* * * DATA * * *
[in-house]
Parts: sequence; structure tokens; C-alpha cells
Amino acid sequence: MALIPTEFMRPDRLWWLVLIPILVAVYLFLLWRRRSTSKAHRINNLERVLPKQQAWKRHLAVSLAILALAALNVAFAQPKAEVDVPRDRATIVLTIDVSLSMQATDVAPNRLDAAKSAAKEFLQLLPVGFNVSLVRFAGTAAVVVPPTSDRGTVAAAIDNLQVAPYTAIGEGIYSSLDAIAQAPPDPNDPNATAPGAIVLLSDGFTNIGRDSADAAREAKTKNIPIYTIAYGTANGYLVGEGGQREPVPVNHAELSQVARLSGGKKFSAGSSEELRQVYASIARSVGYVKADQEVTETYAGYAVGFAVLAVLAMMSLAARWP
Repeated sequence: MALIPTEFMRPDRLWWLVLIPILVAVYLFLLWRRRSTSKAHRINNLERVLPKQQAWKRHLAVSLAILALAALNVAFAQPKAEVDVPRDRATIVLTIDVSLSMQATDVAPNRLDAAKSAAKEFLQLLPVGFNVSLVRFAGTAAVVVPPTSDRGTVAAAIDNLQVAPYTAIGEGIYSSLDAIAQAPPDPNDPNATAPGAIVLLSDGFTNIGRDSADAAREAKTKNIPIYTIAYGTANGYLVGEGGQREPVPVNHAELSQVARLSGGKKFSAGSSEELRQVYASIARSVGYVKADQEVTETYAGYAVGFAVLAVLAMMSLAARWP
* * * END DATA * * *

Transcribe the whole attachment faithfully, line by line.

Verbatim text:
[in-house]
Parts: sequence; structure tokens; C-alpha cells
Amino acid sequence: MALIPTEFMRPDRLWWLVLIPILVAVYLFLLWRRRSTSKAHRINNLERVLPKQQAWKRHLAVSLAILALAALNVAFAQPKAEVDVPRDRATIVLTIDVSLSMQATDVAPNRLDAAKSAAKEFLQLLPVGFNVSLVRFAGTAAVVVPPTSDRGTVAAAIDNLQVAPYTAIGEGIYSSLDAIAQAPPDPNDPNATAPGAIVLLSDGFTNIGRDSADAAREAKTKNIPIYTIAYGTANGYLVGEGGQREPVPVNHAELSQVARLSGGKKFSAGSSEELRQVYASIARSVGYVKADQEVTETYAGYAVGFAVLAVLAMMSLAARWP
Repeated sequence: MALIPTEFMRPDRLWWLVLIPILVAVYLFLLWRRRSTSKAHRINNLERVLPKQQAWKRHLAVSLAILALAALNVAFAQPKAEVDVPRDRATIVLTIDVSLSMQATDVAPNRLDAAKSAAKEFLQLLPVGFNVSLVRFAGTAAVVVPPTSDRGTVAAAIDNLQVAPYTAIGEGIYSSLDAIAQAPPDPNDPNATAPGAIVLLSDGFTNIGRDSADAAREAKTKNIPIYTIAYGTANGYLVGEGGQREPVPVNHAELSQVARLSGGKKFSAGSSEELRQVYASIARSVGYVKADQEVTETYAGYAVGFAVLAVLAMMSLAARWP